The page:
Teaching and Training a Deaf Dog

dog_-_lab_mix_shakeTeaching and training a deaf dog takes a bit more thought and planning than teaching and training a hearing dog, but the principles are identical. We just use a slightly different language to communicate. Hearing dogs learn commands by hearing specific words repeated and associated with specific actions. They don’t know our verbal language, but they learn the sounds of the words.

Deaf dogs must be taught specific visual rather than verbal signals that we want them to associate with specific actions. It is worth noting that dogs who compete in advanced obedience, as well as many working and hunting dogs, do all their work in response to hand signals and body posture.

What hand signals do I need to know?

There are no “set” hand signals for teaching and training a deaf dog. This means there are no “wrong” hand signals. The key is to choose a few you will use, and then be consistent.

A professional trainer can assist in teaching the hand signals that are used in obedience work. Some people use American Sign Language (ASL) signs; others may modify these signs for one-handed use so it’s possible to hold the dog’s leash with the other hand. Finally, some people simply make up the signs they use (often with a little help from an ASL dictionary).

No matter what signs you use, be sure to teach them to family and friends so everyone can communicate with your deaf dog!

"The key when training a deaf dog is to choose a few hand signals you will use, and then be consistent."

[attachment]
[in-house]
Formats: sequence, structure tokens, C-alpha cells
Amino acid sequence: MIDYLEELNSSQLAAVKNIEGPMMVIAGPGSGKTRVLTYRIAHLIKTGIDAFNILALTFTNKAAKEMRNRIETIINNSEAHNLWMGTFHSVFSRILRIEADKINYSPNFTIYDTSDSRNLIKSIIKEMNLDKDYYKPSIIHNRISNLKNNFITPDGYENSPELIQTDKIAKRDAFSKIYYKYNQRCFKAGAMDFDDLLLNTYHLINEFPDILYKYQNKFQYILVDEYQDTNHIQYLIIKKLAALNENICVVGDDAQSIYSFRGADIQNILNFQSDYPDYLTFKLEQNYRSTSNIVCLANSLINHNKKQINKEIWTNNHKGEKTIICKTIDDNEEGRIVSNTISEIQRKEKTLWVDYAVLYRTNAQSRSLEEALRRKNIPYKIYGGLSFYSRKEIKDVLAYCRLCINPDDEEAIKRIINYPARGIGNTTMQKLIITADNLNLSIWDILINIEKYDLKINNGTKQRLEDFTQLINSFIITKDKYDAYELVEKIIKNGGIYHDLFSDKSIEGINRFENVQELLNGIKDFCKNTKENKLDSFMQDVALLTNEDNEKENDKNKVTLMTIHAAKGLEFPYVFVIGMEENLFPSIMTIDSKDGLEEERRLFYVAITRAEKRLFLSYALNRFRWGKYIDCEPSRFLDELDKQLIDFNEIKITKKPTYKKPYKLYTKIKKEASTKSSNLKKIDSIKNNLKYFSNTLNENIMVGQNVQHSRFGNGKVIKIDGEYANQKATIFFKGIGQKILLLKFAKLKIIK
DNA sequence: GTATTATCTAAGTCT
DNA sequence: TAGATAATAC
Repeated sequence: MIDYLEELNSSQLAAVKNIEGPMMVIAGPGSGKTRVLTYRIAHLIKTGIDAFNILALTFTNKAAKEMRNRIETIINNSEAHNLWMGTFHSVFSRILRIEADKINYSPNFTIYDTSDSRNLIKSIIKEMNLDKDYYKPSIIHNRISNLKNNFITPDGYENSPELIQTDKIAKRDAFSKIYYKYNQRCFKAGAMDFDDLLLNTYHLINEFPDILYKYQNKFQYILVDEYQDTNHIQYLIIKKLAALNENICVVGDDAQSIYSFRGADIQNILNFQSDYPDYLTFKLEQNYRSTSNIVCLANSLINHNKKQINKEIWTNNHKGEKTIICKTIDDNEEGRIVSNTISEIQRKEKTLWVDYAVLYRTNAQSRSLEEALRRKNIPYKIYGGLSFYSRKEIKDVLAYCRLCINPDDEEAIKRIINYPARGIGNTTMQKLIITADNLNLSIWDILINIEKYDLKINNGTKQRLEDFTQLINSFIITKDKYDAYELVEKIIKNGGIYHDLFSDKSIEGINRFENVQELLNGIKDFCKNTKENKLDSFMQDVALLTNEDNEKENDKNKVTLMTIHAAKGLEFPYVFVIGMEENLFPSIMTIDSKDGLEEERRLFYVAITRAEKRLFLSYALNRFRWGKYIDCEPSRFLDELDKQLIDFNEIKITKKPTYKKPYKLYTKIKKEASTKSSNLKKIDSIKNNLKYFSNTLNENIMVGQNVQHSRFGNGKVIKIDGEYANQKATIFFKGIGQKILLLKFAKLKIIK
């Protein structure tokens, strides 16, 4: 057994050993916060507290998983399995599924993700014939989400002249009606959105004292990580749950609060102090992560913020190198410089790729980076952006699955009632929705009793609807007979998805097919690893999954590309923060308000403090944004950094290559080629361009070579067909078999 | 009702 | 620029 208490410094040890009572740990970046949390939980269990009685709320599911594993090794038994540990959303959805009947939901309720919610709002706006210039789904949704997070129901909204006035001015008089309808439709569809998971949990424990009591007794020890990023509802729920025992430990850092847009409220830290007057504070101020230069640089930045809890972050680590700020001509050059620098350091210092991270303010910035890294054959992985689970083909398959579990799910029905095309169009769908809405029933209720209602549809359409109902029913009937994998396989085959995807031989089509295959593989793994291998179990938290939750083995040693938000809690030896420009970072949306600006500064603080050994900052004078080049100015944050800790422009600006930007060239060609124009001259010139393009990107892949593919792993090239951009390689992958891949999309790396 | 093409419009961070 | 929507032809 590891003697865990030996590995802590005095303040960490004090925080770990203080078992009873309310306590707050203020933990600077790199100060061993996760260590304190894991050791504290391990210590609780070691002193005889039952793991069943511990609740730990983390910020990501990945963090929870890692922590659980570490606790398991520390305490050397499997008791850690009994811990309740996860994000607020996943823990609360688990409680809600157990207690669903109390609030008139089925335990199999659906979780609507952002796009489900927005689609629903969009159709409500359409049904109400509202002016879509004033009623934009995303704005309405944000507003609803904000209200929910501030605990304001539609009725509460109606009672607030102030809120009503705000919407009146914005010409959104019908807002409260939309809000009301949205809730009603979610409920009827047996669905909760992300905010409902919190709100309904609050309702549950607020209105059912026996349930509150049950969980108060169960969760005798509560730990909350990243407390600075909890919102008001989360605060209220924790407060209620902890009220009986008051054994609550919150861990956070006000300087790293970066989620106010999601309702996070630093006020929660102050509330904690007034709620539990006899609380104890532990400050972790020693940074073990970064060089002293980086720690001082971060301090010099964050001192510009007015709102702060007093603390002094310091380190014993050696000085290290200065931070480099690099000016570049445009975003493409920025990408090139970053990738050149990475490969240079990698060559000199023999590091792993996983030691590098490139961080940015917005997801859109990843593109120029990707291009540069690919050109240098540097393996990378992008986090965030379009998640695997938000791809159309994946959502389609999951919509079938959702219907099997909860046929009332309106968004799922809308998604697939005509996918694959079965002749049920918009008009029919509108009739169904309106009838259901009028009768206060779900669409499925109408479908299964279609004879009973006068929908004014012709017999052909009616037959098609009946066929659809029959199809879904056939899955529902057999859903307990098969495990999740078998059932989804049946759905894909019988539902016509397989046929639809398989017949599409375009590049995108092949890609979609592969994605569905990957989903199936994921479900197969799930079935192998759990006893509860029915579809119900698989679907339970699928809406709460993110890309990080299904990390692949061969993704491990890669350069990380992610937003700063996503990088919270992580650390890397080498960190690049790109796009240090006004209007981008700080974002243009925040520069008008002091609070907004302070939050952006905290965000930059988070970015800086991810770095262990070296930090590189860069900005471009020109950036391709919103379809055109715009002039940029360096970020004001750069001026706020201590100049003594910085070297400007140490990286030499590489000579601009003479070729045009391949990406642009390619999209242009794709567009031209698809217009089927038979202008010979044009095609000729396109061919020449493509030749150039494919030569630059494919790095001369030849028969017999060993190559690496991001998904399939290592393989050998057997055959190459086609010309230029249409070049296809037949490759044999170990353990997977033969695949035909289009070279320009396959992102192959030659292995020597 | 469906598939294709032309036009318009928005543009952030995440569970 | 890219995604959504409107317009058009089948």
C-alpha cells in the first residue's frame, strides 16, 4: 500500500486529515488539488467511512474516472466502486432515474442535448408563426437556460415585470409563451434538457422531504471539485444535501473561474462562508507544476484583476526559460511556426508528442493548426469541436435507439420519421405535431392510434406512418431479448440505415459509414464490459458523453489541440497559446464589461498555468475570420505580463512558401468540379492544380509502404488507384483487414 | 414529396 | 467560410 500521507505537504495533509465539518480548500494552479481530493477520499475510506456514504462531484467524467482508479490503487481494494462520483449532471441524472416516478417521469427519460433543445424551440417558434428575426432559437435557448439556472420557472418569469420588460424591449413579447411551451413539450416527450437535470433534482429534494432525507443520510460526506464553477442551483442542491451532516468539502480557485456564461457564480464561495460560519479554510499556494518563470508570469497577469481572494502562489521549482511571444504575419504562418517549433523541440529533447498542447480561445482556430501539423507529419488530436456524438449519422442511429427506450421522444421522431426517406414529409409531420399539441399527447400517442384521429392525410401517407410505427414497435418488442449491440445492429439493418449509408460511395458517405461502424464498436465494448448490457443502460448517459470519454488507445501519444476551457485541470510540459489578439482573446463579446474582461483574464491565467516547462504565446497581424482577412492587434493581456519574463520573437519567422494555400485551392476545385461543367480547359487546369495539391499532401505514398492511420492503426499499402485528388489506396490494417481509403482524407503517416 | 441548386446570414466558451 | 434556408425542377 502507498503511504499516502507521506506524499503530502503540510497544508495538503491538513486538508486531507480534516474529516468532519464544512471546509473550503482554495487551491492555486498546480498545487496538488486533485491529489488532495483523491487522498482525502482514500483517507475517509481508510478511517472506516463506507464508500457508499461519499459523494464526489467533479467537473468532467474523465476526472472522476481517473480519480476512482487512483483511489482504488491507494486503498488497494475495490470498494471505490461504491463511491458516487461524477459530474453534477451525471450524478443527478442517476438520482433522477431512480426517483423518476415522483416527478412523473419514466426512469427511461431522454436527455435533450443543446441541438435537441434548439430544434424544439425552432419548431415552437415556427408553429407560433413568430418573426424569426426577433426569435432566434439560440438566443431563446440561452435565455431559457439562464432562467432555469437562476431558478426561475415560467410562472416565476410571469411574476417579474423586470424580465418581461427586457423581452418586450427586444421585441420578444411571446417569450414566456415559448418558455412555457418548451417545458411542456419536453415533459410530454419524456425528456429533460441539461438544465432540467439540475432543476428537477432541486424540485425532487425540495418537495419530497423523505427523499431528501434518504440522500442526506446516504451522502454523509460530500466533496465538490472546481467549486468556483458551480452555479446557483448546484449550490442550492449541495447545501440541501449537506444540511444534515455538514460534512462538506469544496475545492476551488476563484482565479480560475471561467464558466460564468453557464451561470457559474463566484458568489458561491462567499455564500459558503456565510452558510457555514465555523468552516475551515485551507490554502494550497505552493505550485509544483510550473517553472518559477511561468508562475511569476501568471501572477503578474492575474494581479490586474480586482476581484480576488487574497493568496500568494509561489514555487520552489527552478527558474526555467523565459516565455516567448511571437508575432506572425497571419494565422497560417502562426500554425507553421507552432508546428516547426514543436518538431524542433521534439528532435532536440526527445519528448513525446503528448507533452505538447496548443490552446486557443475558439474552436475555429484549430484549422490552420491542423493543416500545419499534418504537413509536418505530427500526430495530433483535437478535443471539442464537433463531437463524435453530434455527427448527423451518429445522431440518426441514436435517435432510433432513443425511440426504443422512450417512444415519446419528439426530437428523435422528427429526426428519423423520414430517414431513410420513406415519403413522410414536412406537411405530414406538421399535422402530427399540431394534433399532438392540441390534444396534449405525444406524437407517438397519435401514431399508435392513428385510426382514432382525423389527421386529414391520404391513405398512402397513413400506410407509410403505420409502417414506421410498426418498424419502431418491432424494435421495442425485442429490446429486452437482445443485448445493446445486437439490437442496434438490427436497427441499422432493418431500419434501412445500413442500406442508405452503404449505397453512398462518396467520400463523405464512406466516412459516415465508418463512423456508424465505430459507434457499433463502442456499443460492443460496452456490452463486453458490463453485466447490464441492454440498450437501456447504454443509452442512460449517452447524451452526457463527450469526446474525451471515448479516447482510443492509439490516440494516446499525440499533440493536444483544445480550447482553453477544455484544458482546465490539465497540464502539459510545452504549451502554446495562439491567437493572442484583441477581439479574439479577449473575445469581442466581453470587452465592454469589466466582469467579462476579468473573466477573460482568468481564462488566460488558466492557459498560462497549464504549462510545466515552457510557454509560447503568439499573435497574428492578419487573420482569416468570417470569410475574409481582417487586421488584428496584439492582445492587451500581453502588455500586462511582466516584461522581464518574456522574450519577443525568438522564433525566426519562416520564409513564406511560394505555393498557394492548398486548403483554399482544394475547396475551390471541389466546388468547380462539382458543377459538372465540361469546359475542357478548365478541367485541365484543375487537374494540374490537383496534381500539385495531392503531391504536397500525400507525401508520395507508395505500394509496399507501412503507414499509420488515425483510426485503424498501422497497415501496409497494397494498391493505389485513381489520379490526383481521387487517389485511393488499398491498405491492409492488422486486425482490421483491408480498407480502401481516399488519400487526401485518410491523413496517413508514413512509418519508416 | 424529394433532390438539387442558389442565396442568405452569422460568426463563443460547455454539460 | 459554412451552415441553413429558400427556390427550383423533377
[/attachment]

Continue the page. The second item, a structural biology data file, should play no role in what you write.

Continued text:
How do I tell my deaf dog he’s a “good dog” when he does the right thing?

Effective training hinges on rewarding the behavior we want repeated. One key ingredient is to find a reward that’s meaningful to the dog. Most dogs are food motivated, so training with treats usually works well. For some dogs, you may need to use a favorite toy as a reward instead.

If you use food as a reward during training, here are a few things to remember:

  • Take away part of the kibble from your dog’s daily meal intake to use for training to avoid adding calories.
  • If you want to use something different from your dog’s regular food for training treats, reduce his overall daily food portions slightly.
  • Tiny is best for training treats. You want to be able to reward correct behavior quickly and then move on, so choose a treat that’s quick to eat.
  • Don’t train your dog when he has a full stomach. A little hunger provides an edge of motivation in the learning process.
  • As your deaf dog becomes more confident in what she knows, mix up food treats with a “good dog” sign. Intermittent food rewards are strongly reinforcing, and this technique allows you to reserve the “special” rewards for when your dog really gets it right!
  • Be patient! Every dog is different, and every dog learns at his own pace.
  • Minimizing distractions will help facilitate the learning and allow you to increasingly graduate to “busier” environments.
  • Never allow a deaf dog to be off-leash in an unfenced, open area. It is too easy for a deaf dog to get spooked or distracted and run into harm’s way. You can use a long training lead for teaching more remote commands. It’s better to be safe than sorry.

Can I teach and train my dog who became deaf because of age?

"Any dog (including hearing dogs) can learn hand signals."

dog_-_child_feeding_dogIt’s a myth that you can’t teach an old dog new tricks. Any dog (including hearing dogs) can learn hand signals. Older dogs can learn new things, including how to watch for hand signals. The principles of training are the same as for a dog who is born deaf.



What is my takeaway message?

Invest the time, energy, and patience to train your deaf dog, and the rewards will be enormous!




This client information sheet is based on material written by: Robin Downing, DVM, CVPP, CCRP, DAAPM.

© Copyright 2013 LifeLearn Inc. Used and/or modified with permission under license.